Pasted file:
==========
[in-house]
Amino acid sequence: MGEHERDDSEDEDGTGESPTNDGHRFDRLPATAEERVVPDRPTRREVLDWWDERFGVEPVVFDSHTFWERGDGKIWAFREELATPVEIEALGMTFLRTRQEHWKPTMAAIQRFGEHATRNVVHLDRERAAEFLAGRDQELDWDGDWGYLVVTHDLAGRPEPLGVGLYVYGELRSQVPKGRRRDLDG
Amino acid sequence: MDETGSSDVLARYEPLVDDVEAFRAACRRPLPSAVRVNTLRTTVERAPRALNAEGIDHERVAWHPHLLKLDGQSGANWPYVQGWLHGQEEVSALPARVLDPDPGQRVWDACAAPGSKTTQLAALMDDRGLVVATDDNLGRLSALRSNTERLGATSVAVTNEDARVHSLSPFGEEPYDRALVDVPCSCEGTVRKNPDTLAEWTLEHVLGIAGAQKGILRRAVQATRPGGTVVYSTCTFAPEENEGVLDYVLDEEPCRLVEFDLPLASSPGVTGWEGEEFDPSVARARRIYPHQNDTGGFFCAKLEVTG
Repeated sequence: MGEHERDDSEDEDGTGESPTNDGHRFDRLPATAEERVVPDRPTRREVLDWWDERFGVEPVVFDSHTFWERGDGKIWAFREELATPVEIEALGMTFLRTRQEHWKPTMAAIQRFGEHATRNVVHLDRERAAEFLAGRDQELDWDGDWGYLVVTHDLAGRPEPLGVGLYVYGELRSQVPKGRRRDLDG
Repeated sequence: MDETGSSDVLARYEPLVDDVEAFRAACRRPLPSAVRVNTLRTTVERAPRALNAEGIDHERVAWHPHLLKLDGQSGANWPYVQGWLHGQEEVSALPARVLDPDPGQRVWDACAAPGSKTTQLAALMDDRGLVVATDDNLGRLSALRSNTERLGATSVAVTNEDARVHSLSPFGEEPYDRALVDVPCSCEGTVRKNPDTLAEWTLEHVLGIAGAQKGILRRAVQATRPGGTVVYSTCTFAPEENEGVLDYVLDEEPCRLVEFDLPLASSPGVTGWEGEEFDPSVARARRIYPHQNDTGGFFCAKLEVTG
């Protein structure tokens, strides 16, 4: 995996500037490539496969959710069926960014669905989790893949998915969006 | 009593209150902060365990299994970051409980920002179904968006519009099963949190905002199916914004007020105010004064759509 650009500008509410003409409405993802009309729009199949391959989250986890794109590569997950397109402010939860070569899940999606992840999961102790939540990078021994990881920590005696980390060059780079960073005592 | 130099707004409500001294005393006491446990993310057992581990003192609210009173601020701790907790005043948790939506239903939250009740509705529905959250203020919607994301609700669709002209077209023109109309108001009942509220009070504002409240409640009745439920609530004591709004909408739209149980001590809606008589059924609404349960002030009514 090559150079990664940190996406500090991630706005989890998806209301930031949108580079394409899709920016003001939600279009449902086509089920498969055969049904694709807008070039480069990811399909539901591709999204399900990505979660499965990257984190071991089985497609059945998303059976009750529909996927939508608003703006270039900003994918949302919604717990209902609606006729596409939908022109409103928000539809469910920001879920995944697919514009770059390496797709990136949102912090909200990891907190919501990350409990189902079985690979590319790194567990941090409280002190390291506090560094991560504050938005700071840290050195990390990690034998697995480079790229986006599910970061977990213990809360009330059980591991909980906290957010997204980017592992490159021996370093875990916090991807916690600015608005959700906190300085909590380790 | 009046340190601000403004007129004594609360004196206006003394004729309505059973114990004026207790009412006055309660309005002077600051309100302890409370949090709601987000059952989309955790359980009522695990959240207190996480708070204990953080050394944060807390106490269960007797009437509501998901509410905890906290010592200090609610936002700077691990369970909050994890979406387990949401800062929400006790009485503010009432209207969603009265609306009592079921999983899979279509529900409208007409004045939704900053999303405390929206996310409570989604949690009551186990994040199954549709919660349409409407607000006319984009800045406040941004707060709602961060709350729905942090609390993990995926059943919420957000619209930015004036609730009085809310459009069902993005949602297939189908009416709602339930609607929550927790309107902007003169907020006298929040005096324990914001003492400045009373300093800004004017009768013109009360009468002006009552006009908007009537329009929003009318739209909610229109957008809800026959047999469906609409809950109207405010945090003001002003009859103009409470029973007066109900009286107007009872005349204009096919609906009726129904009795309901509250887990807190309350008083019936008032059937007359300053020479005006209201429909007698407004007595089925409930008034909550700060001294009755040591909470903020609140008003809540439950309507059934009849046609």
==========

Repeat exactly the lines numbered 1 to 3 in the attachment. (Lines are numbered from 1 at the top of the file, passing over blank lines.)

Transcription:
[in-house]
Amino acid sequence: MGEHERDDSEDEDGTGESPTNDGHRFDRLPATAEERVVPDRPTRREVLDWWDERFGVEPVVFDSHTFWERGDGKIWAFREELATPVEIEALGMTFLRTRQEHWKPTMAAIQRFGEHATRNVVHLDRERAAEFLAGRDQELDWDGDWGYLVVTHDLAGRPEPLGVGLYVYGELRSQVPKGRRRDLDG
Amino acid sequence: MDETGSSDVLARYEPLVDDVEAFRAACRRPLPSAVRVNTLRTTVERAPRALNAEGIDHERVAWHPHLLKLDGQSGANWPYVQGWLHGQEEVSALPARVLDPDPGQRVWDACAAPGSKTTQLAALMDDRGLVVATDDNLGRLSALRSNTERLGATSVAVTNEDARVHSLSPFGEEPYDRALVDVPCSCEGTVRKNPDTLAEWTLEHVLGIAGAQKGILRRAVQATRPGGTVVYSTCTFAPEENEGVLDYVLDEEPCRLVEFDLPLASSPGVTGWEGEEFDPSVARARRIYPHQNDTGGFFCAKLEVTG